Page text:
Mud on white

Submitted into Contest #50 in response to: Write a story told entirely through one chase scene.... view prompt



This should have been your chance.

It was just a few more seconds and you would have tasted freedom.

And yet, instead of sweet freedom, here you are, running for your life.

It was the perfect opportunity. Her grip was slack, her head turned elsewhere, her eyes for once wasn’t watching your every move. Something had caught her attention. She was distracted. This was your chance, maybe your only chance.

You take it.

You dash through the grass. The feel of the grass and the dirt felt wonderful. It has been so long since you’ve felt this alive. All this new sights, all this new smells, all this new sensations both felt overwhelming and liberating.

They’ve been keeping you in a cage all week. There was not enough room to freely move around it. All you could do was sit or lie down and sleep.

They brought food twice a day, one in the morning and one in the evening. That was all. They do the whole process of giving you your food so quick that there would not be any opportunity for you to even remotely make a run for it. You even had to let out your waste in the cage since they don’t even let you out to do your business.

All you could do, as you watch them go about their day through the bars of the cage, was eat, sleep, eat, sleep, eat, sleep, eat, and sleep.

Today was different. You don’t know why. You don’t know what happened. But today, they decided to let you out.

Just for a few minutes that is. Or that’s what you think so.

She was tasked watch you though. And right now, it seems like she has noticed her negligence and has started searching for you.

The tall grasses provide you with a little bit of cover. The rustle and crunch of leaves underneath her stomping feet could be heard along with the sounds of her shouts as she calls for you.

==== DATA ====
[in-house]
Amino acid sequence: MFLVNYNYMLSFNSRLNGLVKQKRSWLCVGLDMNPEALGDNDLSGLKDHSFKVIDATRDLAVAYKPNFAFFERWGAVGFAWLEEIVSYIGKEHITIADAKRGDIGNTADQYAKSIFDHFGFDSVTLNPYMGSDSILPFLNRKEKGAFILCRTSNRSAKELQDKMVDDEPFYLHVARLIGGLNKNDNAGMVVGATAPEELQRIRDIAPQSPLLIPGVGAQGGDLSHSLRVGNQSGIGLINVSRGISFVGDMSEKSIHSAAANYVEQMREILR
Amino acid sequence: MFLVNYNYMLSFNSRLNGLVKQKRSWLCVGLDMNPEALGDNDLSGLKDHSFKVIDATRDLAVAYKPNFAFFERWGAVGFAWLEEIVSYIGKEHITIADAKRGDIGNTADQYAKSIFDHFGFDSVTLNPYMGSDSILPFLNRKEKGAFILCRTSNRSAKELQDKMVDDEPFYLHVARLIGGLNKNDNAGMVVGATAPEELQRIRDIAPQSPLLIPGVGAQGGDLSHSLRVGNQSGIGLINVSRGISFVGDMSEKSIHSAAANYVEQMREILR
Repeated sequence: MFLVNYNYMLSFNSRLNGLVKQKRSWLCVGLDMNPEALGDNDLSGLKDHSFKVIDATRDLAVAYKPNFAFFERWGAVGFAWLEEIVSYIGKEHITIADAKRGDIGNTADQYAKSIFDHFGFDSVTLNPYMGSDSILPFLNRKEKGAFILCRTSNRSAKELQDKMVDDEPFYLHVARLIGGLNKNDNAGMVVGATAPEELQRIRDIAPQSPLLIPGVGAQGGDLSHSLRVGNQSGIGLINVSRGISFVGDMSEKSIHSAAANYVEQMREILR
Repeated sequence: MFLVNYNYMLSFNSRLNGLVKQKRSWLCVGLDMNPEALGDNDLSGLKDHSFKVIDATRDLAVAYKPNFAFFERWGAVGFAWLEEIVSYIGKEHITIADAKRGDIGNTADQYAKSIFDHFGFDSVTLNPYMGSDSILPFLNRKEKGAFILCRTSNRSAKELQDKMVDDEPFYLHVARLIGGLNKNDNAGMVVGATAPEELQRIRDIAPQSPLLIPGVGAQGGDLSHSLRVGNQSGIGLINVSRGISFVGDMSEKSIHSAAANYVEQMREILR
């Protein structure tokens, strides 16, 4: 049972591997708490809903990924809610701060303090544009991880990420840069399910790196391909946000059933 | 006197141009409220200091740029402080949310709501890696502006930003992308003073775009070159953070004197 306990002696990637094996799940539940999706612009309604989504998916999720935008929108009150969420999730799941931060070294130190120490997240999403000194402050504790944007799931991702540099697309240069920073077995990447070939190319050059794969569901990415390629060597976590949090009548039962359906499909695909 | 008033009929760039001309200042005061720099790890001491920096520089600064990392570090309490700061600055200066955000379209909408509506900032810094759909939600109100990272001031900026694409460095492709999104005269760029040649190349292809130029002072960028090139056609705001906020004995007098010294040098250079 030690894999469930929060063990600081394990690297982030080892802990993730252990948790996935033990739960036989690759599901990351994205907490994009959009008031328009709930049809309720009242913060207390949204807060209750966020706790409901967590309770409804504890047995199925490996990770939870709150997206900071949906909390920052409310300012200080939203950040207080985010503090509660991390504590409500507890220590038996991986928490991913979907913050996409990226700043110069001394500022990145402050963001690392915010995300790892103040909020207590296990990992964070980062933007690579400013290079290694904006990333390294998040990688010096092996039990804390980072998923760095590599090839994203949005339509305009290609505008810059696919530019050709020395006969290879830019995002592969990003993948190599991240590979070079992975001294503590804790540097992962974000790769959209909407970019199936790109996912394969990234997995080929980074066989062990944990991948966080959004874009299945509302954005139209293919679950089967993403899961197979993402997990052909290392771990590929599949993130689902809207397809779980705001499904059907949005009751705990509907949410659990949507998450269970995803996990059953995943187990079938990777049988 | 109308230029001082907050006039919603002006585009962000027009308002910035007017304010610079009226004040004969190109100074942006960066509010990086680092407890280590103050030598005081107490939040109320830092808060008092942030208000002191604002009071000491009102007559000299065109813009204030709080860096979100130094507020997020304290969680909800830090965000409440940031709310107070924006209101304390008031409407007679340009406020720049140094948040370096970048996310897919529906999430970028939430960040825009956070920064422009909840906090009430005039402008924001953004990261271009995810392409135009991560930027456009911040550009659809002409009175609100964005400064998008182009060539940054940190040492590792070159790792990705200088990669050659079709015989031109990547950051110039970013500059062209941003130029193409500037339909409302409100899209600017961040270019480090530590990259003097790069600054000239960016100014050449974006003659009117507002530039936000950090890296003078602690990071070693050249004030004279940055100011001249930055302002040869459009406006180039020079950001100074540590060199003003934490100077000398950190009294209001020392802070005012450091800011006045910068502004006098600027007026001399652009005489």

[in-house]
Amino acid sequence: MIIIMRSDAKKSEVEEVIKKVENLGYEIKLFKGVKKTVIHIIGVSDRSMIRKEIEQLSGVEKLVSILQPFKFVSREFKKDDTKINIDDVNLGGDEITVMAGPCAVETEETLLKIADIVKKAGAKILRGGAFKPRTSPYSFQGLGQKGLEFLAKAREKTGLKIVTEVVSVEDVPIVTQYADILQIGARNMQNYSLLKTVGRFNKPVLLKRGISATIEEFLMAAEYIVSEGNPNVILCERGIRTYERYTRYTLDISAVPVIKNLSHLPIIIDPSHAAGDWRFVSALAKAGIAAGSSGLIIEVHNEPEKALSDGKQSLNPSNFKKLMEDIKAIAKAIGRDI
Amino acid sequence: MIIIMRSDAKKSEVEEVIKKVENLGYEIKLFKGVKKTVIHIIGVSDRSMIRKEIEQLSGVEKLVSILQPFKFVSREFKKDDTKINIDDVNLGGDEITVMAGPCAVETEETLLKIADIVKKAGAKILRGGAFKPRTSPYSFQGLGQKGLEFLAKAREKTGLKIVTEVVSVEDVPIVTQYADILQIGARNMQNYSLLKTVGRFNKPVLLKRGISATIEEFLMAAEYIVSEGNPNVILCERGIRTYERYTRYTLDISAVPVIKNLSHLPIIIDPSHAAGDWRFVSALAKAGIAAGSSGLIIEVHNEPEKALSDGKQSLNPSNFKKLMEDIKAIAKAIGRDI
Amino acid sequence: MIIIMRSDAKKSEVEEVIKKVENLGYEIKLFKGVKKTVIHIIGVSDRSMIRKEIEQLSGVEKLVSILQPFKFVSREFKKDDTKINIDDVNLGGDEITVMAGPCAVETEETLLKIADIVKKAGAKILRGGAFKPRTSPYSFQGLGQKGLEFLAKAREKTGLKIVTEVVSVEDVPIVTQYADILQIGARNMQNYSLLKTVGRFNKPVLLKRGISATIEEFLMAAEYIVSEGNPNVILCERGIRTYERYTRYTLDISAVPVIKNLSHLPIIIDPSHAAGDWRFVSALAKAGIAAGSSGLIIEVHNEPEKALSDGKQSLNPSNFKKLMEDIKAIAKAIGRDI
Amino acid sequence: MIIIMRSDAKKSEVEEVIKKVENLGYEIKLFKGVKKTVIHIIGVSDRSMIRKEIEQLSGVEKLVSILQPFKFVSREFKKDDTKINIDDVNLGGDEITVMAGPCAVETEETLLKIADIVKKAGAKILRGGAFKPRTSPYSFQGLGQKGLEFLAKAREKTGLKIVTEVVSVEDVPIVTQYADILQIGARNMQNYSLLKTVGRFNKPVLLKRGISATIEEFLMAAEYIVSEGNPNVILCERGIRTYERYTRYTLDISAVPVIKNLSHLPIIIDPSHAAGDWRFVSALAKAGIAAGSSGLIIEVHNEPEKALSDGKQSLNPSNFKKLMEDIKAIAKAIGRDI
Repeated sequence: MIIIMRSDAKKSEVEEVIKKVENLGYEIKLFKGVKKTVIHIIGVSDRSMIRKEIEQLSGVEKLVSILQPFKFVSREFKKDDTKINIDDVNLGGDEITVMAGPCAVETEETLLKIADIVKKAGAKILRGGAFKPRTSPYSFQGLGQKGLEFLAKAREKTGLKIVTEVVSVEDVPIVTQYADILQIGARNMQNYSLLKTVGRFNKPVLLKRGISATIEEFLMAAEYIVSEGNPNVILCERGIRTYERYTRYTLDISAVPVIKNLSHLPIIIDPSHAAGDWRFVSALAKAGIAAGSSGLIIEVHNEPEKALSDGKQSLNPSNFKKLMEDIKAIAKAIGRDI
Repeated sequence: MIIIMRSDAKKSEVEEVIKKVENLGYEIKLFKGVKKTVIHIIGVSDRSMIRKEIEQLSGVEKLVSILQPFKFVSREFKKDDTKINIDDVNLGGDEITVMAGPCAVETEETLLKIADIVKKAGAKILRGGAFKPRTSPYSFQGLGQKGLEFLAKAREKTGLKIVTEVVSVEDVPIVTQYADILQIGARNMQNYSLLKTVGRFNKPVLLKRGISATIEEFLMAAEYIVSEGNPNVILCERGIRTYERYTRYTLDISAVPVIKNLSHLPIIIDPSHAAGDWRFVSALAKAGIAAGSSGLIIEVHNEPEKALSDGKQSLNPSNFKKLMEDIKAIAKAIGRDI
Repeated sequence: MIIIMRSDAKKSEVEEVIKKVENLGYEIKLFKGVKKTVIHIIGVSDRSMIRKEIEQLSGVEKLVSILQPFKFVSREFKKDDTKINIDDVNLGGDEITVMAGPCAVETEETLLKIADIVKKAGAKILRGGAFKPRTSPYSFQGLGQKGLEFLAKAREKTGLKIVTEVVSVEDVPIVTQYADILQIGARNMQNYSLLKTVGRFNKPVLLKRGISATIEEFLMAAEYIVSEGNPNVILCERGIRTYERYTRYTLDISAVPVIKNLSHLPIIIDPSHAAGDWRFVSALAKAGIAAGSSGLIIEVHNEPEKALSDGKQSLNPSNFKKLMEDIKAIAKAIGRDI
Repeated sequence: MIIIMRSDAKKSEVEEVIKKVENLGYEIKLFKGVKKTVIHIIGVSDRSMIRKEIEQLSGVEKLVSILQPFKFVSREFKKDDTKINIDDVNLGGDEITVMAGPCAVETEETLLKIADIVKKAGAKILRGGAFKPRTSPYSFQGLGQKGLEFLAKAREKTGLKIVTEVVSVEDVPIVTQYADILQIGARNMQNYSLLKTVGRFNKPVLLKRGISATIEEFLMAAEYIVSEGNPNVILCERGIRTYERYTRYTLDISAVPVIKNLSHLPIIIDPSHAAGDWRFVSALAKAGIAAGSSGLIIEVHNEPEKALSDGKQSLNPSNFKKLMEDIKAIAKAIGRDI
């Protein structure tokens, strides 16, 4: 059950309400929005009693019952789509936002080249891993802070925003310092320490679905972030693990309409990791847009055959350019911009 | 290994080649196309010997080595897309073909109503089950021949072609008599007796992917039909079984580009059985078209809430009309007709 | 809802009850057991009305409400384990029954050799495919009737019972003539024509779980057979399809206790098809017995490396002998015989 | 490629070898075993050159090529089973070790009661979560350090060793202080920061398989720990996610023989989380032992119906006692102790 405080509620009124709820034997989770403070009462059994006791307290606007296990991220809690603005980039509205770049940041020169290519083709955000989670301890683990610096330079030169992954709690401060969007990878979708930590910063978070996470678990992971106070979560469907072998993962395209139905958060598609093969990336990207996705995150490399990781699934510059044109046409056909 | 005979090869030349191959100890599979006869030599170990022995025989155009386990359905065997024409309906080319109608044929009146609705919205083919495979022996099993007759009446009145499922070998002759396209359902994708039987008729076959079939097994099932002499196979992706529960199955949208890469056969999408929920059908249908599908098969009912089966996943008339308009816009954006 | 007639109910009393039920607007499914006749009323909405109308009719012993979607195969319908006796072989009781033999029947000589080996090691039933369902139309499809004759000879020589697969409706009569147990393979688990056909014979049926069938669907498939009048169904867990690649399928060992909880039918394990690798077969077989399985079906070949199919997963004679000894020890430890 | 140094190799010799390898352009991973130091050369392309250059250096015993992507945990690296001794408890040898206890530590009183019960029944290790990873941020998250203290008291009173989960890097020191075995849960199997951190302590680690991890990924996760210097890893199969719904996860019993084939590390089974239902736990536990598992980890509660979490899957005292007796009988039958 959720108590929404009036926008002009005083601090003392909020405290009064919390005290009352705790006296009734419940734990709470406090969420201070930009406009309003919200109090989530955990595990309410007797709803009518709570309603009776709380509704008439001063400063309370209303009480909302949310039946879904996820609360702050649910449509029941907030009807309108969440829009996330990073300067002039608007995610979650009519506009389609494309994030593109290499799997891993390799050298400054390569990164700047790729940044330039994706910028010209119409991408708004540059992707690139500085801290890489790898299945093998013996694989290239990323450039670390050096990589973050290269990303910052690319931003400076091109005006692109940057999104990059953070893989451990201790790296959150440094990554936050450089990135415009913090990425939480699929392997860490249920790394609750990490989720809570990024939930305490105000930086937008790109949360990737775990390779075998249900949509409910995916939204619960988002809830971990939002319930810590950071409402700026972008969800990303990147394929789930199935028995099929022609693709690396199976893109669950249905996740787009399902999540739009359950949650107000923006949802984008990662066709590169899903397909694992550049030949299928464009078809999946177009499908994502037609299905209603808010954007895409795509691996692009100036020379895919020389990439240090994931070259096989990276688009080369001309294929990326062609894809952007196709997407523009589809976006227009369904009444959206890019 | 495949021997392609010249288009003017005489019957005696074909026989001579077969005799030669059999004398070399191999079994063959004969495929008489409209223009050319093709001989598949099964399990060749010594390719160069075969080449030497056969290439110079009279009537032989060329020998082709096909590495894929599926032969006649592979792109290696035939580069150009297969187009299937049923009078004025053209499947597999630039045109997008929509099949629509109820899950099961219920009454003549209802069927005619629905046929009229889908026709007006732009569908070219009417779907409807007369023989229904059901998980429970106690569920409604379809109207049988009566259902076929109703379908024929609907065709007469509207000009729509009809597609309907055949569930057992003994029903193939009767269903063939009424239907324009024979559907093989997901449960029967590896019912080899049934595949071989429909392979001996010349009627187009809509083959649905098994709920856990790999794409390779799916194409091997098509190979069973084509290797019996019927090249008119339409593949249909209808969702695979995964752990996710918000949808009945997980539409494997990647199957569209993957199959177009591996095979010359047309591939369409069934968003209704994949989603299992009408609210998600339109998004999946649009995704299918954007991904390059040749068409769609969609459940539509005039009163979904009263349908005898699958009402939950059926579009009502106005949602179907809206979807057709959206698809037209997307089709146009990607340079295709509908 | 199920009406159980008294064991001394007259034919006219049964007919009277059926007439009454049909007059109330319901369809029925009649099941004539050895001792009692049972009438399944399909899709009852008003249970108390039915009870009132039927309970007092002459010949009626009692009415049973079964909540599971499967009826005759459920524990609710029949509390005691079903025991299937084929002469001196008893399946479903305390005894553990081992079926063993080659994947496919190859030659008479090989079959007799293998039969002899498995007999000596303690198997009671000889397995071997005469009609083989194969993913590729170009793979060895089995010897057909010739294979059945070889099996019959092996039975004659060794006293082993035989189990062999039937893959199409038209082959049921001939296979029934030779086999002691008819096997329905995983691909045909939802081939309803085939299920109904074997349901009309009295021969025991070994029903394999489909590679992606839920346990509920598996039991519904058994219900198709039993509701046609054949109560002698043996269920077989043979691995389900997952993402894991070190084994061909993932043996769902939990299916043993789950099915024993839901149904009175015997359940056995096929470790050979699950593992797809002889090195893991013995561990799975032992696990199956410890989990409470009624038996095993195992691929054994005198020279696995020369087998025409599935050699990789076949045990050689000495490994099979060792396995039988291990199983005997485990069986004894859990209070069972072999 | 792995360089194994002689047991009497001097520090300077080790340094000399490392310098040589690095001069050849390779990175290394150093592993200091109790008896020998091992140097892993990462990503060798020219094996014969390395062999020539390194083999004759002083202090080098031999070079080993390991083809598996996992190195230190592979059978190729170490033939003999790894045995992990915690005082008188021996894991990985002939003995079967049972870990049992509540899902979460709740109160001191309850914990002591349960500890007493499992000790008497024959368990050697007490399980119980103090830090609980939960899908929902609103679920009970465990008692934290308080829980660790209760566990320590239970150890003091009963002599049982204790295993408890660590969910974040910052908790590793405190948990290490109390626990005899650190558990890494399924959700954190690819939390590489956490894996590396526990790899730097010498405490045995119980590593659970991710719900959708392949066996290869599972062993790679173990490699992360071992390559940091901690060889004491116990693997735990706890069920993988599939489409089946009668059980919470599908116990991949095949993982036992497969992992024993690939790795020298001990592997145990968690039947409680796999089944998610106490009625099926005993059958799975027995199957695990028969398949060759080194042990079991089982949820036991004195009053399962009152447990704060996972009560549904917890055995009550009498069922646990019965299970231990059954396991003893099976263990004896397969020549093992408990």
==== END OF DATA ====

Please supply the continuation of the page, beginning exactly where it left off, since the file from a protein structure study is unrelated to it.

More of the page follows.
As she draws nearer to your hiding spot, you make your move. You dash, zigzagging around her and run farther and farther away from being in reaching distance of her grasp.

That’s when you feel it.


You freeze, hoping the beast wont spot you, but still in attention, looking out for the peril that awaits you.

You hear it lowly growl, you ready yourself. Every limb tense, heart pounding, ears pricked for every bit of noise, in waiting, prepared to spring into action, to flee at the first sign of an attack.

The beast pounces.

The chase was on.

What occurs next is a scene so fast that all anyone that happens to be looking will see are two white blurs zigzagging across the field.

You dart to and fro, hoping to lose him. Alas, he is still hot on your trails. And he was catching up.

He was bigger, and maybe faster, a natural born predator. All you could hope to do was out run him or outlast him. This was a fight for survival, a fight for your life. You had to survive this.

 A left feint, sharp right turn, zigzag through the pots, right, another right, a sharp turn to the left, circle a tree, under the bush, right, left, right, left, another left, another sharp right.